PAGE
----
A CLINICAL APPROACH TO A SWIMMER WITH A SHOULDER INJURY
A very thorough sport-specific history is important. As most shoulder injuries in swimmers are overload injuries, the history directs the clinician to the most likely diagnoses and contributing factors. If the swimmer doesn’t tell you, ask when during the arm stroke they experience their pain; ask the swimmer to mimic that in the room. Typically, the pain is initially only felt during the provoking phase (catch, propulsion or recovery) towards the end of a training session. Certain weight training or land exercises may also be painful.
Then ask where – commonly swimmers report pain anteriorly, less commonly antero-laterally and occasionally in the posterior rim of the acromion. Try to marry up these reports with your evolving working diagnosis, considering the phase of the stroke and arm position they reported to you earlier.
When – a gradual onset is more typical than a sudden onset. Swimmers will often tolerate pain long before presenting to you and may relate earlier ‘odd’ feelings in the same areas that later became painful. This history is important in your classification of the injury (e.g. between an acute proliferative versus a degenerate tendinopathy). Find out, if possible, the relationship between the onset of pain and extrinsic factors such as changing training loads (volume and/or intensity) either in pool or land training. These workload changes are by far the most common causes of the onset of pain. Ask specific questions about the swimming training; how much of the session is warm-up, what sets are used, common drills and warm down. Information about stroke specialty and percentage of training hours swum in this stroke and in freestyle may also be helpful to gain a good understanding of the total shoulder load. Open water swimmers use a slightly different technique than long course swimmers, due to the race distance, buoyancy (use of wetsuits) visibility in the water (no lanes to follow and waves to deal with) and because they are often swimming in a group.
Ask about the total training load, including all the different types of training sessions: swim sessions, land and weight training sessions and alternative cardiovascular training sessions (cycling/running).
What – The nature of the pain (e.g. sharp, well localised, versus dull aching, spreading, versus ‘electrical’) can also give clues and may suggest focal reactive pathology versus emerging sensitisation and central pain production versus neurological contributors, for example.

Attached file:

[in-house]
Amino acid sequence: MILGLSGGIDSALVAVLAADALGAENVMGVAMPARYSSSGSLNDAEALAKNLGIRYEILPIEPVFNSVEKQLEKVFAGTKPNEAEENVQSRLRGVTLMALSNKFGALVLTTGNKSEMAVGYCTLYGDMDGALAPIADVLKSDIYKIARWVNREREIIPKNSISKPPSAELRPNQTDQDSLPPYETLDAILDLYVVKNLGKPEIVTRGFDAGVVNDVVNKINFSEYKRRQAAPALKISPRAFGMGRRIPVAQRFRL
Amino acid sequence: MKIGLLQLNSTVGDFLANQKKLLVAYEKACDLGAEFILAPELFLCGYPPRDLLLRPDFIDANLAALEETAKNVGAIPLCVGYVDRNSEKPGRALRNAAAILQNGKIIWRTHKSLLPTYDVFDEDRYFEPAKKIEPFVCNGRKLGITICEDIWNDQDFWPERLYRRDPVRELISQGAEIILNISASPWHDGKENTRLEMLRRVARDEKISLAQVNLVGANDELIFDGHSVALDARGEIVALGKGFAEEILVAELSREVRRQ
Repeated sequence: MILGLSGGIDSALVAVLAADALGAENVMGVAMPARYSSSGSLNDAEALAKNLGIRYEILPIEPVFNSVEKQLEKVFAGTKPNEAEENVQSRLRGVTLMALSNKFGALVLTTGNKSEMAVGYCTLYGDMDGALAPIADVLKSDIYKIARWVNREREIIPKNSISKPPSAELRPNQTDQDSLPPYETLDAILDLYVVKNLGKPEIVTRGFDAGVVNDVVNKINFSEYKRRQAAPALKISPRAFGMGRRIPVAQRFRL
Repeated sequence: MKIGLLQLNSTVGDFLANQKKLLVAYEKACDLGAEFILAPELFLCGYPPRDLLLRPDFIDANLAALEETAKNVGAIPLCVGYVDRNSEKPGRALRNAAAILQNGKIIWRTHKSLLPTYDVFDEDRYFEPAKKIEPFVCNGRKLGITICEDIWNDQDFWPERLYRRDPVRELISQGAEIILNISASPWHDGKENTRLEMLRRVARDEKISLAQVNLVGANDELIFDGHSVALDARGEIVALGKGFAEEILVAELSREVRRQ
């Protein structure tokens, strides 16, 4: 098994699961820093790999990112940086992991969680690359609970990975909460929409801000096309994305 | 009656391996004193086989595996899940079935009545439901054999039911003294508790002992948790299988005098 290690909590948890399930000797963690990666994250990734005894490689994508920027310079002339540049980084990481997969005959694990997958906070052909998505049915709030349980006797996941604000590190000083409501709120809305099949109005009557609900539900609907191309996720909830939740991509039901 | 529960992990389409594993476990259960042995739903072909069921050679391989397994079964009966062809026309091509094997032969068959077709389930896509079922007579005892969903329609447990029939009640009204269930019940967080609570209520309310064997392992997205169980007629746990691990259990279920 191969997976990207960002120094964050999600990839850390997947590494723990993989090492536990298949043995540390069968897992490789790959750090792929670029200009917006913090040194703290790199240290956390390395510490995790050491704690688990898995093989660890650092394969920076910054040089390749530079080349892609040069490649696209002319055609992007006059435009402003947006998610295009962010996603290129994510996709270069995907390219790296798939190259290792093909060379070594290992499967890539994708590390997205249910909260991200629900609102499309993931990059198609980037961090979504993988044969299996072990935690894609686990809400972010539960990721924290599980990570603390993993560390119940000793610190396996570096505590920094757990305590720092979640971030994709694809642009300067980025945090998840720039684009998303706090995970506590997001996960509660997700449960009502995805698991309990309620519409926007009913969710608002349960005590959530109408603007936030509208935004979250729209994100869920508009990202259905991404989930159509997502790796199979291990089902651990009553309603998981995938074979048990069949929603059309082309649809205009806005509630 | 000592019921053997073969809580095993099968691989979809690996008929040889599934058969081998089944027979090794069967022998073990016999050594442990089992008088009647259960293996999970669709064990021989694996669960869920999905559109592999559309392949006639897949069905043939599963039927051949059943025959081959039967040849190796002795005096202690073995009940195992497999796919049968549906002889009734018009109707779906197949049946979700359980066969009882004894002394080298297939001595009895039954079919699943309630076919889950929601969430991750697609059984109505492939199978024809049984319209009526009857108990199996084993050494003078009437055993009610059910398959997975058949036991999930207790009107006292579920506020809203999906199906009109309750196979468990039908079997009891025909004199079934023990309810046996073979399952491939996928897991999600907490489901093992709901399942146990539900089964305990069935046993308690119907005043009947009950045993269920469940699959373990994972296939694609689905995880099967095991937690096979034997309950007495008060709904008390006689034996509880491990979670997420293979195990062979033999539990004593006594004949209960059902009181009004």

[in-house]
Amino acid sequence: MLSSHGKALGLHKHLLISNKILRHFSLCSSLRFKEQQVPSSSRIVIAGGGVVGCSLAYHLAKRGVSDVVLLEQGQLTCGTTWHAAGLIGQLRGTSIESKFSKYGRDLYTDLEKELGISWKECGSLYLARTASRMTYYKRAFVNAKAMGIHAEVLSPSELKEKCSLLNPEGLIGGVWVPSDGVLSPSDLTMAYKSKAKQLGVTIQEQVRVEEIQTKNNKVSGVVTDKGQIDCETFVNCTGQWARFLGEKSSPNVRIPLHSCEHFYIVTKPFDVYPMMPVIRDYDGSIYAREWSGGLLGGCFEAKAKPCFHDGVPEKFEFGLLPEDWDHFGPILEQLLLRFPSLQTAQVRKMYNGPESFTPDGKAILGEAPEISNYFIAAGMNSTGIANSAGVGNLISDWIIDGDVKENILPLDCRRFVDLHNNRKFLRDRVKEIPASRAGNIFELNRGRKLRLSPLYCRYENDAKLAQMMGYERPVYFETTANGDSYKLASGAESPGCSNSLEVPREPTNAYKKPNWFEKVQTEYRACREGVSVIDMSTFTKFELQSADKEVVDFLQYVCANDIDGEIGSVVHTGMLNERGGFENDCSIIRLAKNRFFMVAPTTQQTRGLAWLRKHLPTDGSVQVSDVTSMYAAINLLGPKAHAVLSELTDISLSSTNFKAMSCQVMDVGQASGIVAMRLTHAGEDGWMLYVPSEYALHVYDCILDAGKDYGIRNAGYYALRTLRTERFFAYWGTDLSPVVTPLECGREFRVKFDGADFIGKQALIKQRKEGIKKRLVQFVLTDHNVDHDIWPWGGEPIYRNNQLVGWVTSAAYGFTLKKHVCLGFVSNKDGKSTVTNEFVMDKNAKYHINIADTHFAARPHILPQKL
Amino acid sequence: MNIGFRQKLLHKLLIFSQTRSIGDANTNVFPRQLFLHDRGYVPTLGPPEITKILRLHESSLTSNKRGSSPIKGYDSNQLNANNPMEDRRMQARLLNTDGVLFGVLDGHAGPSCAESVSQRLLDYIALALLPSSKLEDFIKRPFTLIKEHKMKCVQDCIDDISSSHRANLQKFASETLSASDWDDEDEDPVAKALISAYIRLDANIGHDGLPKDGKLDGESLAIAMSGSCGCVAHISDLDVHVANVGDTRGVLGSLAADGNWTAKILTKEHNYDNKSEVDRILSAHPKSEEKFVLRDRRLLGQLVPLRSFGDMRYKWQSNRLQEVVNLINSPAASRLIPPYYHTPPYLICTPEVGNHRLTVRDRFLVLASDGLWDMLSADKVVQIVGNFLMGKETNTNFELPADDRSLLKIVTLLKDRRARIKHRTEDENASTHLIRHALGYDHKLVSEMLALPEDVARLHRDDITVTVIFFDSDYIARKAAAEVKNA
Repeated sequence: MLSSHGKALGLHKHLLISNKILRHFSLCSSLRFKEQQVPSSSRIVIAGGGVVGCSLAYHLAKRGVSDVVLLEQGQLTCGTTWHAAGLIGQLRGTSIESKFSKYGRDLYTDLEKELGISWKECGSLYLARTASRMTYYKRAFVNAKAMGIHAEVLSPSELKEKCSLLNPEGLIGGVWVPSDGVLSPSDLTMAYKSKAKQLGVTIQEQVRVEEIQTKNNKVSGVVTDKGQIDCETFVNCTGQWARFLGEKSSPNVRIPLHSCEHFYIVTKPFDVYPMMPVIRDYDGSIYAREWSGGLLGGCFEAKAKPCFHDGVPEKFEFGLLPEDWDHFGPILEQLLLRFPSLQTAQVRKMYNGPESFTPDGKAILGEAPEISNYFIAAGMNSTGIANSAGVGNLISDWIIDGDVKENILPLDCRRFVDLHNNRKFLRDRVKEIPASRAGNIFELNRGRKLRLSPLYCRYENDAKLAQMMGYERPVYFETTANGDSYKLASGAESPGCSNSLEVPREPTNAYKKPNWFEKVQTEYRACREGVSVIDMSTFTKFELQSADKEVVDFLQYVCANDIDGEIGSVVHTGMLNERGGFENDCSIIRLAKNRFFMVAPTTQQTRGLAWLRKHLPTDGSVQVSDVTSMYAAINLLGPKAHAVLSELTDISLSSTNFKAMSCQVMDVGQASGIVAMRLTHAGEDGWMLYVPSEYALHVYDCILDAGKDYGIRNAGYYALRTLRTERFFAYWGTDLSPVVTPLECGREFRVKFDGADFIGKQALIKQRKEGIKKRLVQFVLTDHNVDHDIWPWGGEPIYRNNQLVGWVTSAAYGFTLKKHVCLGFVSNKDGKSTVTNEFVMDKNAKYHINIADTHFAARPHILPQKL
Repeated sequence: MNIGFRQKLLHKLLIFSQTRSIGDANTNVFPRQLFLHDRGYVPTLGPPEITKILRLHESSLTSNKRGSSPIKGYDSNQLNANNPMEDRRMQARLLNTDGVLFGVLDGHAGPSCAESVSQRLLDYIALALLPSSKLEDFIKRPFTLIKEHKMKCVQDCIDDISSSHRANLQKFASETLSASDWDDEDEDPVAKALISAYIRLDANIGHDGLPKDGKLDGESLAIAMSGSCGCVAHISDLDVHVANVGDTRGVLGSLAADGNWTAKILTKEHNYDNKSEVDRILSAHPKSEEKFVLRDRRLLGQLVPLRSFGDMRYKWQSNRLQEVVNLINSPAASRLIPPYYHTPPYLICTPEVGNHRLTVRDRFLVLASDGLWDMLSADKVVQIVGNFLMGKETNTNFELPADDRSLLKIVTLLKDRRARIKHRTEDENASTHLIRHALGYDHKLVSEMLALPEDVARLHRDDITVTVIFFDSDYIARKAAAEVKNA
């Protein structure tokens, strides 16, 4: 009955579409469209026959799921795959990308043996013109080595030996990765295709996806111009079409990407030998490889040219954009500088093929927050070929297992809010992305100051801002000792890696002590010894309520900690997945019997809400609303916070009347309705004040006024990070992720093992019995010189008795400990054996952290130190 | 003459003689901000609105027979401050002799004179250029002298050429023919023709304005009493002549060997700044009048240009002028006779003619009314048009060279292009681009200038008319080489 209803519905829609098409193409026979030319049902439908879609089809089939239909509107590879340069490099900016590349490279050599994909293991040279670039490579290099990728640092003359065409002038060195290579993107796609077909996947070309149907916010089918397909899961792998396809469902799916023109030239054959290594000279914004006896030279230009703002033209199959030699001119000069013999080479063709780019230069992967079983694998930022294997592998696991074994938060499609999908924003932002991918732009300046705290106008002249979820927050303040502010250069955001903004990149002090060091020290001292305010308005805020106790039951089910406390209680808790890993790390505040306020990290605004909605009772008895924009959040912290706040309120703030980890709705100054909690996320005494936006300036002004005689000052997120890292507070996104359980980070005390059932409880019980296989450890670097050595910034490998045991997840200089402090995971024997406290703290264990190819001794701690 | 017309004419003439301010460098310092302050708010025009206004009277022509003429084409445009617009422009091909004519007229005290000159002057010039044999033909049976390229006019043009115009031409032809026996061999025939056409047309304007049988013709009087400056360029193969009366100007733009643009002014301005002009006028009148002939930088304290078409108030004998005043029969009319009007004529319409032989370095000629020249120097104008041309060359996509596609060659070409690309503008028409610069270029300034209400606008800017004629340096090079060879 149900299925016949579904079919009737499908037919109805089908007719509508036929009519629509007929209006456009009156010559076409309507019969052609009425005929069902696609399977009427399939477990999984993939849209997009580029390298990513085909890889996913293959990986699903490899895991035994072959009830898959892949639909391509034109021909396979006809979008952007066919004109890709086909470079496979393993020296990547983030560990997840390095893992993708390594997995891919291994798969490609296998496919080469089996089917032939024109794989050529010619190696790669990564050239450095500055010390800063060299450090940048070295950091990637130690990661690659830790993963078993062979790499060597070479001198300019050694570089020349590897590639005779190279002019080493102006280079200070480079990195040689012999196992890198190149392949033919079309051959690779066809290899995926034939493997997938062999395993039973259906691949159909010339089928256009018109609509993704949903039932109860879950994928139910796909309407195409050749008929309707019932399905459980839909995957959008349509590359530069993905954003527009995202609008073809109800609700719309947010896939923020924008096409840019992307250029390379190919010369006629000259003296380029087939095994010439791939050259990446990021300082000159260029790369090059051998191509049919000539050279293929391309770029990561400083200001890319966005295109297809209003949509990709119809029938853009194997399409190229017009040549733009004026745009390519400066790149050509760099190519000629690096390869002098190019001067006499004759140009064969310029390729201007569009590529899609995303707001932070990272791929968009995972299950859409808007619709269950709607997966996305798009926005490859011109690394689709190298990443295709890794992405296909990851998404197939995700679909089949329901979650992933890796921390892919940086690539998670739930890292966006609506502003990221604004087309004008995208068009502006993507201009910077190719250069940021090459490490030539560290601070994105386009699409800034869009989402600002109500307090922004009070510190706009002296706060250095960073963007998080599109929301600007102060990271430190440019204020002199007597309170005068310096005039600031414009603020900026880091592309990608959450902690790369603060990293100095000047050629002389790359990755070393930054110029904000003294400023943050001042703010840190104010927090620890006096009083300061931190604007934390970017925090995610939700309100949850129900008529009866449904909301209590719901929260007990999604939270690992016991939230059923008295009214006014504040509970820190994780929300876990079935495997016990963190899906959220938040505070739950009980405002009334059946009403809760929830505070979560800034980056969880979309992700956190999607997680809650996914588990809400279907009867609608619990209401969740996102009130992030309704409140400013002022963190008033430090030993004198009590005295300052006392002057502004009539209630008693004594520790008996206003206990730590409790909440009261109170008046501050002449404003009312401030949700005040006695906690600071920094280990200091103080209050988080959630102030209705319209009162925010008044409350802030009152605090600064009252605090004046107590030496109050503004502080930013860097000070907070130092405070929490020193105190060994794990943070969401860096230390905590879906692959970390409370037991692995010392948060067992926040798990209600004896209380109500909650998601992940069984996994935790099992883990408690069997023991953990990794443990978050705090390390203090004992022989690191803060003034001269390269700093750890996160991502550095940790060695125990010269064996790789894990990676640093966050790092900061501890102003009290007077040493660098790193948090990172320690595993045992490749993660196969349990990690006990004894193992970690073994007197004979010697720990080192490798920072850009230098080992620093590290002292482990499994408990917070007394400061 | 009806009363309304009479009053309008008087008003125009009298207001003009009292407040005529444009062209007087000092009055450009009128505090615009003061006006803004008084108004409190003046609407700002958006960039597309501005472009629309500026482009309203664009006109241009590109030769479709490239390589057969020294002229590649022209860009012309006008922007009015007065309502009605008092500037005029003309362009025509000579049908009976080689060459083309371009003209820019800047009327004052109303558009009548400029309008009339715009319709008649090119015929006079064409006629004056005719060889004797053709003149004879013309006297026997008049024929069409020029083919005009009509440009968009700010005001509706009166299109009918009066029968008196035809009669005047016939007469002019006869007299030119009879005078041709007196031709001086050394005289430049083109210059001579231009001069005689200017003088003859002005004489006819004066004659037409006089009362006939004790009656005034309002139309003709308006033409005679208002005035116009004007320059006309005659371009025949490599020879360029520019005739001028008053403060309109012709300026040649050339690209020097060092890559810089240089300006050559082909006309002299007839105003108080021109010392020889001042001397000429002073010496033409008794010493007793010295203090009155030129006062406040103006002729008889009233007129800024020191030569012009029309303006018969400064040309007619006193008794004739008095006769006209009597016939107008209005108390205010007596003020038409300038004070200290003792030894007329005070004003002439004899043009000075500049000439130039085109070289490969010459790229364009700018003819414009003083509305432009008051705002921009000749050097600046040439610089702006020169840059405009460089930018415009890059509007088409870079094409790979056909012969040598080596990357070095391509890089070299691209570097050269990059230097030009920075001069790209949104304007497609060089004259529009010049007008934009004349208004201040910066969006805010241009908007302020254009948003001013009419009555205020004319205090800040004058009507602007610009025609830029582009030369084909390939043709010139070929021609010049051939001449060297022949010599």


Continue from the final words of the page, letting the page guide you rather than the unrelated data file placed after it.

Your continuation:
General questions are, of course, also important and may include: possible trauma, any other recent or past musculoskeletal issues, (changes in) daily activities, previous investigations and treatments. Many swimmers may have hurt their shoulder playing other sports, so past sporting injury history is also important as well as asking about personal or family history of generalised joint laxity (hypermobility).
Adolescent swimmers are a special group of athletes. Ask about recent growth spurts and don’t forget that the moody hormonal teenager can have other contributing factors to the physical pain of their injury which are unlikely to be addressed by anyone else working with them if you don’t.
There is a higher risk for shoulder injuries:
· After a sudden increase of training volume or intensity10.
· With a mileage of >35 km/week or > 15 hours swum/week9.
· In case of a unilateral breathing pattern7.
· After recent change of stroke technique. Ask about any technical flaws that have been pointed out by the coach11.
· With a history of shoulder injuries5.
· With a recent change in coach (and therefore likely changed training loads).
· After increased use of hand paddles12,13.
· With the use of drag increasing training devices (bags, elastic cords, dragsuits etc.).
Clinical and functional assessment
Integrate observation and functional assessment
· Muscle atrophy: in the case of a long-standing problem, pay careful attention to any observation of unilateral muscle wasting. This can sometimes be seen in the supraspinatus fossa or infraspinatus fossa in the case of recalcitrant tendinopathy.